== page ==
“Having grown up in a tourist destination in Italy I was interested to explore how young people in Byron Shire negotiate a sense of identity and belonging amidst the continuous flow of visitors.”
Findings from Antonia’s research suggest that young people have a strong sense of connection and belonging to their community, including the natural and built environment, which is challenged by the transient nature of tourism activity in the region. There are several key challenges that young people face growing up in the Byron Shire including feelings of alienation at peak tourist times. Young people have also talked about the perceived lack of safety at these times and of the impacts of tourism activity on the natural environments in their community. Transport and events in the North of the Shire are also problematic with the latter currently being addressed by Byron Youth Service.
Honey Jade, who is involved as part of the production crew recognises that it there is little opportunity for young people to voice their opinions in the community in a constructive way.
“We’d love to see Youth Council come back, apart from all the great projects that they organised, it was a way of us having a say”
To get involved in this production please contact Tilka via firstname.lastname@example.org
September 10th marks World Suicide Prevention Day and BYT are organising a special event at the Youth Activity Centre in Byron Bay thanks to some funding from North Rivers Community Foundation (NRCF)
The afternoon will see us presenting a short video of our Here Today Forum Theatre production which toured local high schools in June this year followed by a community forum with guests speakers discussing how best to support and protect our young people.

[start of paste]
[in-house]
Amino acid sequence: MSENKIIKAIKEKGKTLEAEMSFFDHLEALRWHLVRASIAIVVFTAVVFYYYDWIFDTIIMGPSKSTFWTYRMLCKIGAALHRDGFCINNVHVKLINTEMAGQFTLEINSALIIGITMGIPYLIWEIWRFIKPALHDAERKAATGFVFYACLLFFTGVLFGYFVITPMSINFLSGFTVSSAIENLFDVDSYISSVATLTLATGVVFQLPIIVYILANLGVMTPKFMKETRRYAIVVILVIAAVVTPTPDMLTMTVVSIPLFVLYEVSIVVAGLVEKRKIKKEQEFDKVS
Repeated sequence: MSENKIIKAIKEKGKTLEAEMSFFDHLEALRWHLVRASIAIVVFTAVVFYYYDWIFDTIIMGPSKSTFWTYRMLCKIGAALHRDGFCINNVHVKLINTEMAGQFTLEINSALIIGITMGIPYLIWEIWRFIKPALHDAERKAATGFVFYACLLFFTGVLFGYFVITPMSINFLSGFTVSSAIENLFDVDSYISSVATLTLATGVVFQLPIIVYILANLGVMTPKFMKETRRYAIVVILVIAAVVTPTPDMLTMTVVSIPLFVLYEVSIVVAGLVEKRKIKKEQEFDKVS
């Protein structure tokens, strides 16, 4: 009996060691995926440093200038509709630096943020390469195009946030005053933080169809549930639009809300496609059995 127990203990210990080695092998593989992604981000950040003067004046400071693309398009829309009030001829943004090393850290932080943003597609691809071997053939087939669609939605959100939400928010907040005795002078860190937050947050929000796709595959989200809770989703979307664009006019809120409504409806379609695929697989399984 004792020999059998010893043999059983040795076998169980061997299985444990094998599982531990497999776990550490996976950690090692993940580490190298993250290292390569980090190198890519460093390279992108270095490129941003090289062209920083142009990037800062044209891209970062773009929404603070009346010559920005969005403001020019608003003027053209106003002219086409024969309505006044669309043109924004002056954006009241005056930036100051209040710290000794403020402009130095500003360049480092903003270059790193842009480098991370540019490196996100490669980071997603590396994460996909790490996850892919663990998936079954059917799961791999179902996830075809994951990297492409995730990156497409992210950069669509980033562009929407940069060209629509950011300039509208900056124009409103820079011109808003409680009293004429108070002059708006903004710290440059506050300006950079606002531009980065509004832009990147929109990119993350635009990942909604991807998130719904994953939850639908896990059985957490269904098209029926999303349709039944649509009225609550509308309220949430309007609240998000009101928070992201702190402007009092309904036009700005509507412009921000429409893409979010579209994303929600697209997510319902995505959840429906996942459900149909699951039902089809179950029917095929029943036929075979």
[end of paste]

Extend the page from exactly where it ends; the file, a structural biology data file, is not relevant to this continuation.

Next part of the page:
Please come join us in raising awareness, sharing strategies and building great community safety nets.
Cakes and refreshments will be on sale as a small fundraiser for BYS who we want to thank for supporting this event
Performed at Shearwater Steiner School, Mullumbimby.
This is our second forum production.
Forum theatre was developed by South American dramatist Augusto Boal, who originally called it Theatre of the Oppressed.
Theater of the Oppressed is an arsenal of theater techniques and games that seeks to motivate people, restore true dialogue, and create space for participants to rehearse taking action. It begins with the idea that everyone has the capacity to act in the “theater” of their own lives; everybody is at once an actor and a spectator. We are “spect-actors!” — a term which Boal coined.
Boal points out that when we are simply passive audience members, we transfer our desire to take action onto the characters we identify with, and then find that desire satiated as the conflict resolves itself on stage, in films or in the news. Catharsis substitutes for action.
Boal, following Brecht, calls this bourgeois theater, which functions to reproduce elite visions of the world and pacify spectators. He says bourgeois theater is “finished” theater; the bourgeoisie already know what the world is like and so simply present it onstage.
In contrast to bourgeois theater, “the people” do not yet know what their world will be like Their “authentic” theater is therefore unfinished, and can provide space to rehearse different possible outcomes. As Boal says: “One knows how these experiments will begin but not how they will end, because the spectator is freed from his chains, finally acts, and becomes a protagonist.
Many thanks to the Santos Organics Staff Charity Fund grant. This grant will enable BYT to create a new production on health and well being on 2018. We’re looking forward to creating a fun informative production and teaming up with health organisations as well as Santos. Thank you thank you thank you!! We love Santos Organics.